LAS VEGAS (CN) — One day after reporting a massive data breach, Caesars Entertainment, which operates eight hotel casinos on the Las Vegas Strip, now faces a class action that looks to hold the hotel and casino giant liable for exposing its customers' personal information to hackers.
The named plaintiff, Miguel Rodriguez, filed the class action Friday in federal court in Nevada, on behalf of himself and other members of Caesars' loyalty programs, who are now at risk of cybercriminals using the six terabytes of stolen sensitive information to take out loans using customers’ identities, file fraudulent tax returns and obtain false identifications and phony driver licenses.
“Plaintiff seeks to hold defendant responsible for the injuries defendant inflicted on plaintiff and tens of thousands similarly situated persons due to defendant’s impermissibly inadequate data security, which caused the personal information of plaintiff and those similarly situated to be exfiltrated by unauthorized access by cybercriminals at a still undetermined and/or undisclosed time but was otherwise discovered on Sept. 7,” Rodriguez, who is being represented by Las Vegas-based attorney Miles Clark, said in the suit.
Rodriguez claimed that Caesars' — which owns and operates dozens of hotel and casino properties under its Caesars, Eldorado and Harrah's brands— was negligent in its data security efforts and that customers were not informed of the issue in a timely manner. He notes in the suit that although Caesars first disclosed the attack on Sept. 14, the company did not explain in a filing to the federal Securities and Exchange Commission the full breadth of the breach.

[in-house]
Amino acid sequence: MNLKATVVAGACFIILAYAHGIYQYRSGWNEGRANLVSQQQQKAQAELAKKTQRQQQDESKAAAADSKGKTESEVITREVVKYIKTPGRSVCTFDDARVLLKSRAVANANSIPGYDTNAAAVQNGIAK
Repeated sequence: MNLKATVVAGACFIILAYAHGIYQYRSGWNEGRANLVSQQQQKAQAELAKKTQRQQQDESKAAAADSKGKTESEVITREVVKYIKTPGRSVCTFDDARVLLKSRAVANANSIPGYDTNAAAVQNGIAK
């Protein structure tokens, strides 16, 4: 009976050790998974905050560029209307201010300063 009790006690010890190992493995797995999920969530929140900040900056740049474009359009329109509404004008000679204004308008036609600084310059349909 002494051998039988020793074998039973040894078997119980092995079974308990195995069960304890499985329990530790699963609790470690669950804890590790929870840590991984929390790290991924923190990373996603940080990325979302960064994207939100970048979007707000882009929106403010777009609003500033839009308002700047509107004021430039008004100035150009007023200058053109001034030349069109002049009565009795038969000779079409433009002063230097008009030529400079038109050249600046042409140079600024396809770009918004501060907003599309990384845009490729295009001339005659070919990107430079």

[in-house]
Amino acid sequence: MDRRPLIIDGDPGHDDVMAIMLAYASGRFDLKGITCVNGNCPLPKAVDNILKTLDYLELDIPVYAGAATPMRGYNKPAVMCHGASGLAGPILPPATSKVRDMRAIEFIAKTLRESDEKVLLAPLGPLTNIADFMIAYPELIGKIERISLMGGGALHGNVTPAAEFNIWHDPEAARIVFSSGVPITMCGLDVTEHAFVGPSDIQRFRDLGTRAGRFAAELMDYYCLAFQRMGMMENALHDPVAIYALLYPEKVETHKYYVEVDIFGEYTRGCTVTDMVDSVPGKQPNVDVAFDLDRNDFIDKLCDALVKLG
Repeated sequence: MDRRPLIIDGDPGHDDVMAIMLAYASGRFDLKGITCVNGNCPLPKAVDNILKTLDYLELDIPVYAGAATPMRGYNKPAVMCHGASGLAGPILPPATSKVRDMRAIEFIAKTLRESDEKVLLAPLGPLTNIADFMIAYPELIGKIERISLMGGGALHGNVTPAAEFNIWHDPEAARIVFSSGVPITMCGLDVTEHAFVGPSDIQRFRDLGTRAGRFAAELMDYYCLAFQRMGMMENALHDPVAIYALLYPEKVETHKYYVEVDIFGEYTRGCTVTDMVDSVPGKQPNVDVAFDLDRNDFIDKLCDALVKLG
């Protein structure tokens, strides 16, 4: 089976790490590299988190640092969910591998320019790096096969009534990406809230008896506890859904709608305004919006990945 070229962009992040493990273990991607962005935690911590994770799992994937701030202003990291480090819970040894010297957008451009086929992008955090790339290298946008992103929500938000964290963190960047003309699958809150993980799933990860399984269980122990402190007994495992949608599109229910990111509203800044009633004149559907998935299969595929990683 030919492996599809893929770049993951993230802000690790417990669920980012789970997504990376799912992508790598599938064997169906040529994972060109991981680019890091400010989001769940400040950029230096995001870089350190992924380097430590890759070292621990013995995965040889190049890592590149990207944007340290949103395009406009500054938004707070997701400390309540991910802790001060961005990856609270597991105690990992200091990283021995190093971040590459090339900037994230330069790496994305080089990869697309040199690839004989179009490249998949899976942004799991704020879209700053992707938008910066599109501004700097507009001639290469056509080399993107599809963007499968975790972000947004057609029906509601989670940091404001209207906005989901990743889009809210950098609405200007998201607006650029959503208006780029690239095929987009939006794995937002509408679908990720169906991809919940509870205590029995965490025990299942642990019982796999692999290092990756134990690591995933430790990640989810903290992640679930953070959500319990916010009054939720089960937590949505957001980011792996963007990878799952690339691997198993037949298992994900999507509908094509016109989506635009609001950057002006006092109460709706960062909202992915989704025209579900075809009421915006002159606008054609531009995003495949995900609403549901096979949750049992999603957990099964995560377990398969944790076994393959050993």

"Although the data breach was discovered on September 7, 2023, it is presently unknown and/or undisclosed as to when the actual data breach occurred, and for what period of time defendant’s systems were exposed. Defendant also failed to indicate when it first identified the 'suspicious activity' that resulted in the investigation," Rodriguez wrote.
According to Rodriguez, Caesars failed to maintain their network, software and technology partners, rendering the business “easy prey” for cybercriminals to exploit.
Furthermore, the suit claims the customers affected will suffer ongoing harm from fraud and identity theft, and customers will have to be vigilant and constantly monitor their financial accounts.
“To date, defendant has failed to provide notice to plaintiff and affected class members — thereby exacerbating their injuries. Ultimately, defendant deprived plaintiff and class members of the chance to take speedy measures to protect themselves and mitigate harm," Rodriguez said in the suit. "Simply put, defendant impermissibly left plaintiff and class members in the dark — thereby causing their injuries to fester and the damage to spread.”
Rodriguez is seeking a number of remedies, including compensatory damages, treble damages, punitive damages, reimbursement of out-of-pocket costs, and injunctive relief, including improvements to defendant’s data security systems, future annual audits, and adequate credit monitoring services funded by defendant.
"We have taken steps to ensure that the stolen data is deleted by the unauthorized actor, although we cannot guarantee this result," Caesars Entertainment said in a statement.
Attorneys for Rodriguez did not immediately respond to a request for comment.
The Thursday disclosure of the data breach by Caesars came after MGM Resorts International disclosed their own data breach Monday. MGM — another major player on the Las Vegas Strip — experienced widespread disruption this week after being hit by cybercriminals Sunday.
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